Anokhi Museum

The highlight of our stay in Jaipur was a visit to the Anokhi Museum of Hand Printing, which is in a restored haveli just past the Amber Fort. The building itself was restored from ruins using traditional methods and local craftsmen, and (even more impressively) came in under budget—theres a section of the museum dedicated to the restoration process. There’s also a large collection of textiles with historical contexts, and two artisans who demonstrate how to carve the wood blocks used in hand printing as well as how to print. They were so generous and patient.

In the photos I’m wearing a knee-length tunic, one of three that the tailor at Ahilya made for me using fabric from the Rehwa Society. It stood up nicely to the demands of bus/train/rickshaw travel with a pair of leggings underneath, and seemed to attract far less attention than my other (conservative) Western clothing.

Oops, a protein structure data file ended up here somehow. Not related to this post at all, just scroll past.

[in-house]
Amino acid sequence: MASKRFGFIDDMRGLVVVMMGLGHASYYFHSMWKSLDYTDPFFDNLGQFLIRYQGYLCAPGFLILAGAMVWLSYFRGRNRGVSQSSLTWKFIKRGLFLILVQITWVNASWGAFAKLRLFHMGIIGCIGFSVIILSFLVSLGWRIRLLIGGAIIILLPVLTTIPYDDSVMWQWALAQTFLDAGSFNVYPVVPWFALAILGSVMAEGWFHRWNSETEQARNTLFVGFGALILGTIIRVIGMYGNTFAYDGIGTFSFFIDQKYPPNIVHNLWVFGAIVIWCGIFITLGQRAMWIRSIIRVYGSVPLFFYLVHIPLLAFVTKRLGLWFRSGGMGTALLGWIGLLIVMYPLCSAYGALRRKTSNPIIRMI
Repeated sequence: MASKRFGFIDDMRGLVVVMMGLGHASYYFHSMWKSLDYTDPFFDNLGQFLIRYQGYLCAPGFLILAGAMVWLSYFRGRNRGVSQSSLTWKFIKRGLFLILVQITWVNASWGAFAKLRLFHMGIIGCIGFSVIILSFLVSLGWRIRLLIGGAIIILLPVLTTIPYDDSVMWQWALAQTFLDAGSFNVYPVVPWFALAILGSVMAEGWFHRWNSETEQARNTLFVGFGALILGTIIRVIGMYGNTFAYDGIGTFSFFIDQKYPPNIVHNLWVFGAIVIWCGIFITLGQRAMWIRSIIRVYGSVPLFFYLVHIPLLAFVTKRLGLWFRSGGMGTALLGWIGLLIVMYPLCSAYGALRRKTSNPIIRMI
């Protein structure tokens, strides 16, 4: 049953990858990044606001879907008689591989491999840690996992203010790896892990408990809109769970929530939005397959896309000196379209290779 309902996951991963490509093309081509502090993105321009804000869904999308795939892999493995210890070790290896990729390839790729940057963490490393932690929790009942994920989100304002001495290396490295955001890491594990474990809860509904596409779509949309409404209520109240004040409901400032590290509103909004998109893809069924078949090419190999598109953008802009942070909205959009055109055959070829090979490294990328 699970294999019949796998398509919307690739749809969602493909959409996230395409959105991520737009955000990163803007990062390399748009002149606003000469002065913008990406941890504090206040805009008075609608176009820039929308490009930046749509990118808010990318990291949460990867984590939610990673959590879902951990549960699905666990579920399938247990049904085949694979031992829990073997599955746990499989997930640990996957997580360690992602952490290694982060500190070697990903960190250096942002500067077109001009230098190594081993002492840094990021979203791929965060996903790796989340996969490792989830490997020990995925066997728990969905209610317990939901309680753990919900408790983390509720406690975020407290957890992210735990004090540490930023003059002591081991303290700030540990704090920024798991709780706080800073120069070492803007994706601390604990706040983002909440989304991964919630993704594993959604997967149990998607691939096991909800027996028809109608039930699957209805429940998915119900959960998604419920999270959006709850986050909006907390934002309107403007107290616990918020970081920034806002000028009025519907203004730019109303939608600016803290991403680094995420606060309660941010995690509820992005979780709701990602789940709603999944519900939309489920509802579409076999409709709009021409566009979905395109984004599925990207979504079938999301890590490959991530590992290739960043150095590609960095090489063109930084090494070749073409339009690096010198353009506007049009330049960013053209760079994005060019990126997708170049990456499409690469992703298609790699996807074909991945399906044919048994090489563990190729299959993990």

Last thing: if you haven’t come across Block Shop yet, they use the same techniques to print scarves with designs by Lily Stockman. Vivid products of a beautiful tradition.



  1. I have a photograph of that same tile!

    I tried to visit the Calico Museum of Textiles in Ahmedabad (http://www.calicomuseum.com/) and was heartbroken when I arrived and learned that one has to make an appointment weeks in advance. My heart felt better when I visited the Anokhi Museum and one of the artisans gave me a small flower block stamp after his demonstration.

    1. That is heartbreaking—but now you have a great excuse to go back!

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